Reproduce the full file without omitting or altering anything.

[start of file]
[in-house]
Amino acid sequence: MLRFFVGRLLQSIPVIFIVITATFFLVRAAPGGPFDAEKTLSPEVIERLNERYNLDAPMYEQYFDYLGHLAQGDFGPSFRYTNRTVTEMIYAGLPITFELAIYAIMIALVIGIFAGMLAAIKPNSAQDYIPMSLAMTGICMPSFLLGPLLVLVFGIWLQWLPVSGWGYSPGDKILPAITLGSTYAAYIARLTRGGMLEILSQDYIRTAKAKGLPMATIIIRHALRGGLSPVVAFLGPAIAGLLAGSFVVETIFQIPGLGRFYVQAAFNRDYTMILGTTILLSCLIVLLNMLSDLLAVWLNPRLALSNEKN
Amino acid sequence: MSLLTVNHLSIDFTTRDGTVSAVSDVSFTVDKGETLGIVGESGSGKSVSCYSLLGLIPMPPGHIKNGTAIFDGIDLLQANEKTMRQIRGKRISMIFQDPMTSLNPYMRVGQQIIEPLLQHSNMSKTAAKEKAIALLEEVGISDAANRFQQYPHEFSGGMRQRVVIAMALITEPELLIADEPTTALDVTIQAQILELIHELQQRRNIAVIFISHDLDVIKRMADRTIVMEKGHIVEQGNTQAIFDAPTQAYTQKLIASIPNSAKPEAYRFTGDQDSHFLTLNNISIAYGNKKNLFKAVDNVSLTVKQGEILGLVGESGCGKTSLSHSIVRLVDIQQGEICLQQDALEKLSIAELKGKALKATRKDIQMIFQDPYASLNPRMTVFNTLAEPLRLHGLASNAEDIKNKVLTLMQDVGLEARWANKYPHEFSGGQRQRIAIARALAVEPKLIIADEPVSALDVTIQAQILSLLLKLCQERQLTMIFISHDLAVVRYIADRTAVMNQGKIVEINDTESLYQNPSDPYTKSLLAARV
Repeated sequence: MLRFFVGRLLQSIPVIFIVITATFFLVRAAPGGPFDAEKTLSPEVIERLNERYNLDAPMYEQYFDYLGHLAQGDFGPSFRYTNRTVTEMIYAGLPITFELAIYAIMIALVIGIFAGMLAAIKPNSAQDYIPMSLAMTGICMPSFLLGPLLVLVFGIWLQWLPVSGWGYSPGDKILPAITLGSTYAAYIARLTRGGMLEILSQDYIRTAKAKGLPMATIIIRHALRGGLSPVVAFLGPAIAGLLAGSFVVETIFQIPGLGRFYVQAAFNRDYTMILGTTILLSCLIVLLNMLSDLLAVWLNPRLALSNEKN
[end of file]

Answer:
[in-house]
Amino acid sequence: MLRFFVGRLLQSIPVIFIVITATFFLVRAAPGGPFDAEKTLSPEVIERLNERYNLDAPMYEQYFDYLGHLAQGDFGPSFRYTNRTVTEMIYAGLPITFELAIYAIMIALVIGIFAGMLAAIKPNSAQDYIPMSLAMTGICMPSFLLGPLLVLVFGIWLQWLPVSGWGYSPGDKILPAITLGSTYAAYIARLTRGGMLEILSQDYIRTAKAKGLPMATIIIRHALRGGLSPVVAFLGPAIAGLLAGSFVVETIFQIPGLGRFYVQAAFNRDYTMILGTTILLSCLIVLLNMLSDLLAVWLNPRLALSNEKN
Amino acid sequence: MSLLTVNHLSIDFTTRDGTVSAVSDVSFTVDKGETLGIVGESGSGKSVSCYSLLGLIPMPPGHIKNGTAIFDGIDLLQANEKTMRQIRGKRISMIFQDPMTSLNPYMRVGQQIIEPLLQHSNMSKTAAKEKAIALLEEVGISDAANRFQQYPHEFSGGMRQRVVIAMALITEPELLIADEPTTALDVTIQAQILELIHELQQRRNIAVIFISHDLDVIKRMADRTIVMEKGHIVEQGNTQAIFDAPTQAYTQKLIASIPNSAKPEAYRFTGDQDSHFLTLNNISIAYGNKKNLFKAVDNVSLTVKQGEILGLVGESGCGKTSLSHSIVRLVDIQQGEICLQQDALEKLSIAELKGKALKATRKDIQMIFQDPYASLNPRMTVFNTLAEPLRLHGLASNAEDIKNKVLTLMQDVGLEARWANKYPHEFSGGQRQRIAIARALAVEPKLIIADEPVSALDVTIQAQILSLLLKLCQERQLTMIFISHDLAVVRYIADRTAVMNQGKIVEINDTESLYQNPSDPYTKSLLAARV
Repeated sequence: MLRFFVGRLLQSIPVIFIVITATFFLVRAAPGGPFDAEKTLSPEVIERLNERYNLDAPMYEQYFDYLGHLAQGDFGPSFRYTNRTVTEMIYAGLPITFELAIYAIMIALVIGIFAGMLAAIKPNSAQDYIPMSLAMTGICMPSFLLGPLLVLVFGIWLQWLPVSGWGYSPGDKILPAITLGSTYAAYIARLTRGGMLEILSQDYIRTAKAKGLPMATIIIRHALRGGLSPVVAFLGPAIAGLLAGSFVVETIFQIPGLGRFYVQAAFNRDYTMILGTTILLSCLIVLLNMLSDLLAVWLNPRLALSNEKN